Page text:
Please use this identifier to cite or link to this item: http://hdl.handle.net/10790/7075

END-OF-LIFE CONVERSATIONS: IMPROVING PROVIDERS’ COMPETENCE IN EOL CONVERSATIONS THROUGH AN EDUCATION MODULE

File Size Format  
PS Final PIP HOKU.pdf 3.25 MB Adobe PDF View/Open

Item Summary

Title:END-OF-LIFE CONVERSATIONS: IMPROVING PROVIDERS’ COMPETENCE IN EOL CONVERSATIONS THROUGH AN EDUCATION MODULE
Authors:Sumida, Paige
Contributors:Van Hoose, Diane (instructor)
Thompson Pagan, Joan (instructor)
Keywords:Death
Hospice care
Palliative treatment
education module
Date Issued:27 May 2022
Abstract:Death and dying is complex, individual in nature, and often an intimidating topic for many. It is
frequently a subject that is avoided or only discussed in private. However, it is essential for
patients and providers to understand the resources available at the end of one’s life to help
facilitate patient centered care and increased quality of life. Hospice is an end of life (EOL)
service that provides comfort care and support for individuals and their family members.
Comprehensive comfort care and psychosocial and emotional support for both the patient and
their family members are provided with EOL care services. One major barrier to receiving EOL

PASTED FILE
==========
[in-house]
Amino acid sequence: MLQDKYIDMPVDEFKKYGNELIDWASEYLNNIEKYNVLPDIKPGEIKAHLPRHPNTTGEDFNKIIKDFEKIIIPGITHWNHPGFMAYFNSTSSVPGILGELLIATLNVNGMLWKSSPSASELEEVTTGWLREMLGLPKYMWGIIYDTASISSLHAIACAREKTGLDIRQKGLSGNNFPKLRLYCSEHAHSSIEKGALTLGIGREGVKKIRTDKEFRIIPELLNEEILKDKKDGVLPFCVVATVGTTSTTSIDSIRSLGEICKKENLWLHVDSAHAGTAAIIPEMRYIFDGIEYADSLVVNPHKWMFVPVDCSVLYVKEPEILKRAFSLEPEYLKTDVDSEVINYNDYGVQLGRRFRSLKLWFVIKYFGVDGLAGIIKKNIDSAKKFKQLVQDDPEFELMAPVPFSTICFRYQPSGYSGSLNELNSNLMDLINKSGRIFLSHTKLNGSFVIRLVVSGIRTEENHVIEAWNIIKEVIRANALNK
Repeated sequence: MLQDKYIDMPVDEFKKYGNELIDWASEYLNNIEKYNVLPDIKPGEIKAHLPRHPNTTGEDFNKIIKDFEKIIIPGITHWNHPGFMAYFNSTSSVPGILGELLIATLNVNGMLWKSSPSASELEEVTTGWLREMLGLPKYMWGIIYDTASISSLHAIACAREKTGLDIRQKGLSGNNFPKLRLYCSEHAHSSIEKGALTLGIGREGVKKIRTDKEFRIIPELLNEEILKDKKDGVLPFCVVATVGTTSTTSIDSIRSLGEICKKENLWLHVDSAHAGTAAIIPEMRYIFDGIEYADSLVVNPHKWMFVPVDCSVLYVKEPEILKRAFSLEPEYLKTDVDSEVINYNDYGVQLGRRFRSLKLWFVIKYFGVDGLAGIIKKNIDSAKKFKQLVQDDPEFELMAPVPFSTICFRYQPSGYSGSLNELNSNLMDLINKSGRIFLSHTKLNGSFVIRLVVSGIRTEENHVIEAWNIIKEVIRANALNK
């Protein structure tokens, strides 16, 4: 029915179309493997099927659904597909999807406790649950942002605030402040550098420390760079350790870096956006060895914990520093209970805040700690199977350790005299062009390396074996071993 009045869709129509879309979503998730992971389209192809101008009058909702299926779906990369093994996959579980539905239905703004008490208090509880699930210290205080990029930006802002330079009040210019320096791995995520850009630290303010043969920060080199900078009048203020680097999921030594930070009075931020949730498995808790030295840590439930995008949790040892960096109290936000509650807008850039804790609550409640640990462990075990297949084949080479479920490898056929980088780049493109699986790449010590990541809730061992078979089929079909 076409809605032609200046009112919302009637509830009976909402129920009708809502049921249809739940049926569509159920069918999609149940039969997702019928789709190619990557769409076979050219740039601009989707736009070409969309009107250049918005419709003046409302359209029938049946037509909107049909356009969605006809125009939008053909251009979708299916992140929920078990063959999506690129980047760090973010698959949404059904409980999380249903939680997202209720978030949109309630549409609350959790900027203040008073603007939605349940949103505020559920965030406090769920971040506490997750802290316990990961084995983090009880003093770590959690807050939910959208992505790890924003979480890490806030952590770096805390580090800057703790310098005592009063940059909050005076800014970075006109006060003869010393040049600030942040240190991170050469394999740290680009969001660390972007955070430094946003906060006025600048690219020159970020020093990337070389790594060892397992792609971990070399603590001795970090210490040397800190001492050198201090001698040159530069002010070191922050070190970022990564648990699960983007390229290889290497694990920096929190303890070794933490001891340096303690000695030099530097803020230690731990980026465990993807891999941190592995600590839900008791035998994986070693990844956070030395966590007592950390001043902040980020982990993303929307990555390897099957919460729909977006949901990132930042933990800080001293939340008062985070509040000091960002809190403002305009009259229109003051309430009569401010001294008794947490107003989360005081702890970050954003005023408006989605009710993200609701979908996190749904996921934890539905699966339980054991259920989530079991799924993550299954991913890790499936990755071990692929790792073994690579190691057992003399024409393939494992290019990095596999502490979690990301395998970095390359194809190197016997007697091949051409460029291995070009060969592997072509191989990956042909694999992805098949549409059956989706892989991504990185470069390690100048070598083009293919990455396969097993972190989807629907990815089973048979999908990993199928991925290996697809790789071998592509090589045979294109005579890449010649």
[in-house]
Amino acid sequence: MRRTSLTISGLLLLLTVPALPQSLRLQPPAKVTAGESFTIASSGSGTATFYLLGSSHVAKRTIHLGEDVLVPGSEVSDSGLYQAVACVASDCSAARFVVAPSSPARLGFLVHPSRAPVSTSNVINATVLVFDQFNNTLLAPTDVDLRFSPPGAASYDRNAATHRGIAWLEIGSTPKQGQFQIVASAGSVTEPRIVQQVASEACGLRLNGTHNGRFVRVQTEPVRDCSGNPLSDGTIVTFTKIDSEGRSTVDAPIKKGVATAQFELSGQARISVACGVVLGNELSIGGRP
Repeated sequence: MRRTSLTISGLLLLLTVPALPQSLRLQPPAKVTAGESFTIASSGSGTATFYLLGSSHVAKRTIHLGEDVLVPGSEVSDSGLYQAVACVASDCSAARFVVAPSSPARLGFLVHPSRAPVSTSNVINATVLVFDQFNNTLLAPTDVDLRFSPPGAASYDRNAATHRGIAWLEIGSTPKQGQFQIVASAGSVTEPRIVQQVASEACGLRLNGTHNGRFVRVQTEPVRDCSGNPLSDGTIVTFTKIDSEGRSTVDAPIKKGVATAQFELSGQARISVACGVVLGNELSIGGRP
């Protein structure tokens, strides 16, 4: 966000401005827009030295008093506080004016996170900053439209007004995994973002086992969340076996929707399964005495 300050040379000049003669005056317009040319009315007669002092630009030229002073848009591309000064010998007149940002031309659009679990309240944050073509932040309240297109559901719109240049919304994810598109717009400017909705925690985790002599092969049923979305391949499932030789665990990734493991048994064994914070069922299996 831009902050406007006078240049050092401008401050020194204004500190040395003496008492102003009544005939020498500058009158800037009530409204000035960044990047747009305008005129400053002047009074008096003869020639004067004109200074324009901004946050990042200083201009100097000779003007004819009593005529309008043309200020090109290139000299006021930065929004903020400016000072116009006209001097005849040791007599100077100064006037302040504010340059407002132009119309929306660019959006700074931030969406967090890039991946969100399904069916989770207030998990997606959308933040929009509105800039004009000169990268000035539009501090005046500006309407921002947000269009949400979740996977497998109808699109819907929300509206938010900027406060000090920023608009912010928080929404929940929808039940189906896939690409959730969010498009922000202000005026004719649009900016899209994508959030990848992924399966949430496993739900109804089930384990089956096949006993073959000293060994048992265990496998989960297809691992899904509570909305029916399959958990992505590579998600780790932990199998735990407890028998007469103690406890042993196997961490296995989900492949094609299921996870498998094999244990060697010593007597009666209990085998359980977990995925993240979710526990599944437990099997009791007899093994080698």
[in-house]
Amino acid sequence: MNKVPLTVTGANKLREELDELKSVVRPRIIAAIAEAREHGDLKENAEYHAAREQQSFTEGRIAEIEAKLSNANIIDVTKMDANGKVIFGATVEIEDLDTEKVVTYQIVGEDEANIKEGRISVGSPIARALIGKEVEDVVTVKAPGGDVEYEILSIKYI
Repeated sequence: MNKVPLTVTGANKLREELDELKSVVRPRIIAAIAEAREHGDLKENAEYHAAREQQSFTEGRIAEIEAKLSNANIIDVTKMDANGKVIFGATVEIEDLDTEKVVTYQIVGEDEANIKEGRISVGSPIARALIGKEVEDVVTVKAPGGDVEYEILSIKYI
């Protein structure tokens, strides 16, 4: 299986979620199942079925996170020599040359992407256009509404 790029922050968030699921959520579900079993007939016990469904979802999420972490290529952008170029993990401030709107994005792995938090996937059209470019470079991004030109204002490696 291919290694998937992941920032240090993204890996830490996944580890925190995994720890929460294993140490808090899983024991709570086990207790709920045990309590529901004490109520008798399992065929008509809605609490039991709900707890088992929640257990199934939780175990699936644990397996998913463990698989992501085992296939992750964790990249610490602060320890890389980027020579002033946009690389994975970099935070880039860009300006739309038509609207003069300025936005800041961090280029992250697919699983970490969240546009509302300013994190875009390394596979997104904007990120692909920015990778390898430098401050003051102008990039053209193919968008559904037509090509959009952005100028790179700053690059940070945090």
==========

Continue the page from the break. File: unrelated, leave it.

care services is inadequate communication between providers and patients. This is often due to a
lack of provider education on difficult conversations, which leads to a lack of confidence and
competence in one’s EOL discussion skills. The purpose of this Practice Inquiry Project (PIP)
was to provide education for providers on strategies to engage in difficult conversations. The
goal was to increase providers’ confidence and competence in initiating conversations about
EOL care through an educational module. A logic model was used to guide the designing and
planning of the project and the Knowles’ Theory of Andragogy theoretical framework helped
guide the implementation and evaluation of this project. Participants completed an online
education module. Pre- and post-surveys, pre- and post-Palliative Care Self Efficacy (PCSE)
scale and pre- and post-Thanatophobia Instrument (TI) results were compared to determine if the
education module was successful in increasing provider confidence and competence in EOL
discussions. After providers completed the education module, there was an improvement in both
PCSE and TI scores, which indicate an improvement in knowledge and confidence in EOL
strategies, skills, and application in practice.
Pages/Duration:107
URI:http://hdl.handle.net/10790/7075
Appears in Collections: DNP Practice Inquiry Projects


Please email libraryada-l@lists.hawaii.edu if you need this content in ADA-compliant format.

Items in UH System Repository are protected by copyright, with all rights reserved, unless otherwise indicated.